A movie musical based on a stage musical built on pre-existing music certainly has some of its work done for it right from the point of cinematic conception, but even with such a head start, Clint Eastwood still applies enough tender, heartfelt identity to his adaptation, Jersey Boys, to make the screen version a touching endeavor. While a pedestrian effort at times, the movie benefits from Eastwood’s slick traditionalist style and likable leads. Tom Stern’s reliable photography nicely illuminates the period settings, first by bringing light to the ragtag group’s dingy neighborhood beginnings and later by capturing the glitz and glam of neon-lit fame. Even though the pieces come together somewhat clumsily at times, Eastwood’s steady hand steers the picture to a comfortably satisfying place where the music — the true focus of the piece — rings sweetly through the speakers.
Adapted for the screen by the original stage production’s writers Marshall Brickman and Rick Elice, Jersey Boys adopts a bubbly, playful attitude to tell the story of 60s pop rock band The Four Seasons. It all begins with a couple of Jersey kids who can’t help but get themselves in trouble with the law. Frankie (John Lloyd Young, reprising the role that won him a Tony on Broadway) is a good kid surrounded by bad influences, but little excuses are made for his poor decisions. In fact, the shenanigans are generally supported and played for laughs, which is understandable when Frankie finds himself the getaway driver of a car so weighed down by the stolen safe stashed in its trunk that the whole front of the vehicle is angled up to the sky. Frankie squeals around blindly for a moment before promptly smashing through a jewelry store window. A brief shot illustrating Frankie’s point of view plays up the comical silliness of the situation.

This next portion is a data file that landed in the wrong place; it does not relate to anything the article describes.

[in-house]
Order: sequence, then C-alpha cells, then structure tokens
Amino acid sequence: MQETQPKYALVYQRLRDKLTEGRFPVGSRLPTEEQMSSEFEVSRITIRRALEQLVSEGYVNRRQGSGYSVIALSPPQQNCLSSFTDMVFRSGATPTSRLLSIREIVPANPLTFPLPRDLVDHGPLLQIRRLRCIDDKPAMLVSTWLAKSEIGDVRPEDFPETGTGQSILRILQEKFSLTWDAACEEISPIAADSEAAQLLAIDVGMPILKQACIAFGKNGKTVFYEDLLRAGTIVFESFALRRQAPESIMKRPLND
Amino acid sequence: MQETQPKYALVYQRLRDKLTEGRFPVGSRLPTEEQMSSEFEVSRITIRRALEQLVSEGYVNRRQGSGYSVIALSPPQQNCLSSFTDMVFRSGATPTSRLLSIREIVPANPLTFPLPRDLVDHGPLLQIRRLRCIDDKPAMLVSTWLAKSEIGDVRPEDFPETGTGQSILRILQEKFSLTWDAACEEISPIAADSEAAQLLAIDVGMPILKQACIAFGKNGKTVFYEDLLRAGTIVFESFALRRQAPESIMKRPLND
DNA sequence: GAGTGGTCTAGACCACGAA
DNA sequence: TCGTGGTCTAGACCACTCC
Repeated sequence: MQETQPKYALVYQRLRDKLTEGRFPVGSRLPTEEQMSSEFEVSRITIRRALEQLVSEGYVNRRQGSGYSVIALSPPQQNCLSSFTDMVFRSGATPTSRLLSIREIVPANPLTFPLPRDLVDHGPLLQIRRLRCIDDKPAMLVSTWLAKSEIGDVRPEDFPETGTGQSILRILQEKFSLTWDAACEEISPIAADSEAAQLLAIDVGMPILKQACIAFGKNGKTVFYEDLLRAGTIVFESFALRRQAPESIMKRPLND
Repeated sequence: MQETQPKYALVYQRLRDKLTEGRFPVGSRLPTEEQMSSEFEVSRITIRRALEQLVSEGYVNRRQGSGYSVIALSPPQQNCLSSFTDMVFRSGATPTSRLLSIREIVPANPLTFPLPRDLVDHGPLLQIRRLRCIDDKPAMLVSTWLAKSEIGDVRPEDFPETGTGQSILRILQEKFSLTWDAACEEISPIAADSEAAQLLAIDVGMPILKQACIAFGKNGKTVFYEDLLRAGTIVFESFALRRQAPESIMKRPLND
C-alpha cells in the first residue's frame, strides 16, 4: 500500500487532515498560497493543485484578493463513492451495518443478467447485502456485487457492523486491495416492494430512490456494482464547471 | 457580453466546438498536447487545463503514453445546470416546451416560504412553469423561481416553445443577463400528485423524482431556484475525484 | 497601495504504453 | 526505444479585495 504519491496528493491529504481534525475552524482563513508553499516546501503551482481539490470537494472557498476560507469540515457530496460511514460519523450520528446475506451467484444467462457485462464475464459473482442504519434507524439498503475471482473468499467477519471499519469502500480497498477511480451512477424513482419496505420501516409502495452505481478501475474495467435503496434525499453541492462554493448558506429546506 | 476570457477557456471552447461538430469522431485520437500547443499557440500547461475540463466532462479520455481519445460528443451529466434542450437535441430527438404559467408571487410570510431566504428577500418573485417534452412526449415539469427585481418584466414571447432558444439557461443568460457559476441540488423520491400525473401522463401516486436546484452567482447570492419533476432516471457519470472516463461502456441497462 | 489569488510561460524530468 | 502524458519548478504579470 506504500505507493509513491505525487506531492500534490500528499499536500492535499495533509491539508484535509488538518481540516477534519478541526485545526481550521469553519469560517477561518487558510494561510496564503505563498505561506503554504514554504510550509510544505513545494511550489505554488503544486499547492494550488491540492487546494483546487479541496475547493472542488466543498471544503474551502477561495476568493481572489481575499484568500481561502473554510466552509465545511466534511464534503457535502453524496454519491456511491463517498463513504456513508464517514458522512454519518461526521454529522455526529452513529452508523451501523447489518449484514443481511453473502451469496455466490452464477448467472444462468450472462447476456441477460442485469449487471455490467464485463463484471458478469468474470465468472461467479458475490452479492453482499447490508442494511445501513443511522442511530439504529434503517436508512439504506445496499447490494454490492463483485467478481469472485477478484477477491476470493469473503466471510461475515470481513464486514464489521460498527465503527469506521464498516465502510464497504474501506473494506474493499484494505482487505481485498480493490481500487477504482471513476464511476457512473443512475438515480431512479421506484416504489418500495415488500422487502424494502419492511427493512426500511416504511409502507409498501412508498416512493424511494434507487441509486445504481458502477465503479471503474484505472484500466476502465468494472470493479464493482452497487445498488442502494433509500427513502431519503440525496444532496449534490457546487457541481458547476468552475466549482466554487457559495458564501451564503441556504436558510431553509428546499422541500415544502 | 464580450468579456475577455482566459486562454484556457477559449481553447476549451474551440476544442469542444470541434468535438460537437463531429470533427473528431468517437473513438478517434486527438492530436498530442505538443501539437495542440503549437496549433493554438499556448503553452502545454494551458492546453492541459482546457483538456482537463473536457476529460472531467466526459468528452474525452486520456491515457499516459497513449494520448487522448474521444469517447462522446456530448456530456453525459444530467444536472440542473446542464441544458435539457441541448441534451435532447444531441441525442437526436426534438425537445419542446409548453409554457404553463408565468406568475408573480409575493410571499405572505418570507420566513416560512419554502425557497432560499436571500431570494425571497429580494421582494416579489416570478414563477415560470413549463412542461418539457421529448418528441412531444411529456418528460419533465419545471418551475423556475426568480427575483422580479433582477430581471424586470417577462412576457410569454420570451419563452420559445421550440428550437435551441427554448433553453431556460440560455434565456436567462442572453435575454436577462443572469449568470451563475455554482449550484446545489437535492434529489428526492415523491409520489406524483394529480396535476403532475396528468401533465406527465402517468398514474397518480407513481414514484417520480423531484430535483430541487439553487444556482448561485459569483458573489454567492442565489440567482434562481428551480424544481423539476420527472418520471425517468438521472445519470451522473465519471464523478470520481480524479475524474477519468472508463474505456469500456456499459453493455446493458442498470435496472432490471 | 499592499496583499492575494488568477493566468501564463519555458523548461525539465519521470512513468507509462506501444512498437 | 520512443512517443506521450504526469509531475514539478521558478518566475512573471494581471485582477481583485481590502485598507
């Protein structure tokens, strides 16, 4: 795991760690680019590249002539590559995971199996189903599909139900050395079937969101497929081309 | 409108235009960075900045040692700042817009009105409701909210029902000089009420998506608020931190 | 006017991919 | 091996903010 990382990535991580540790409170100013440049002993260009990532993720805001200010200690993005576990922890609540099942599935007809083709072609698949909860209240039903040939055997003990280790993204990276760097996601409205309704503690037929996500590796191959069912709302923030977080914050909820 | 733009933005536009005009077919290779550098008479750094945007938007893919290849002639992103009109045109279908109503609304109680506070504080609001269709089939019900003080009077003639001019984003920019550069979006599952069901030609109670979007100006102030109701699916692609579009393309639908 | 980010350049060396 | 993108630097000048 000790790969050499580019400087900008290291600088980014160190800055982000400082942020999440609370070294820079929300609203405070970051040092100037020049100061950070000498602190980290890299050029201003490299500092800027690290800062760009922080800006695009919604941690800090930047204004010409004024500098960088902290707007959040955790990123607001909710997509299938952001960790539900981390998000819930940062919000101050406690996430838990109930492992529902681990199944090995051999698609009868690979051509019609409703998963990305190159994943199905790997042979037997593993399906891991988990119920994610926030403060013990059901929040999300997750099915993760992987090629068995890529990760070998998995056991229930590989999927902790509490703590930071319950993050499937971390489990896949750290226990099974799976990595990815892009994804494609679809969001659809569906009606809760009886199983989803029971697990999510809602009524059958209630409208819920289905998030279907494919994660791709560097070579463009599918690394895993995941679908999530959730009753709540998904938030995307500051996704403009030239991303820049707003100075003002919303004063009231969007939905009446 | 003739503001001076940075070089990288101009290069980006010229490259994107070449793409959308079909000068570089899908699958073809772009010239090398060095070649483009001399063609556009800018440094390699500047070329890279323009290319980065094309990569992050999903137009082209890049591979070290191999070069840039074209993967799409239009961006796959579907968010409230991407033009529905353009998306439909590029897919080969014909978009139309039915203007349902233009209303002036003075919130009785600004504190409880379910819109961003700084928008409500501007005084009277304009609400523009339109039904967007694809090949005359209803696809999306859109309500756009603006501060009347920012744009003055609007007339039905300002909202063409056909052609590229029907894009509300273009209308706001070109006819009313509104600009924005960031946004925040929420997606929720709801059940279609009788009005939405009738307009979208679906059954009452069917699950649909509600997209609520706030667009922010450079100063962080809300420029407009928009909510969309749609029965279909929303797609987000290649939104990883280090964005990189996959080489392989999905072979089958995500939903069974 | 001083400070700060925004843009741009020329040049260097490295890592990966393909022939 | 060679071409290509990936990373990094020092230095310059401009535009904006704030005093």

The “aw shucks” nature of the tone downplays the seriousness of the crime, but it’s clear that the fateful night has landed Frankie and pal Tommy (Vincent Piazza) at a crossroads. They’re headed down a dangerous path and Jersey Boys is about what ultimately saved them. As time goes by and prison sentences end, the boys turn more to music as a money-making venture. It’s a shared passion and while they don’t exactly mature overnight, they’re committed enough to the sound of their voices and instruments to trudge through the challenges of hitting the big time.
Ties to the mob, represented here by nice guy Gyp DeCarlo (Christopher Walken), are ever present, but the emphasis is less on preaching about the evils of organized crime or even glorifying its lifestyle and much more on praising the family-focused values. Even the wise guys are decent, friendly individuals who settle conflicts with pleasant talks instead of fisticuffs. It all adds to the likability factor without softening the edges to the point of parody. Eastwood makes this world believable mainly because he trusts his actors to convincingly sell it. Things get a bit too cute, though, when Joseph Russo shows up playing Joe Pesci (yes, the Joe Pesci, as Tommy makes directly clear) as a sort of tagalong to the band. An ill-conceived “Goodfellas” reference comes with him and feels like a weak wink at best.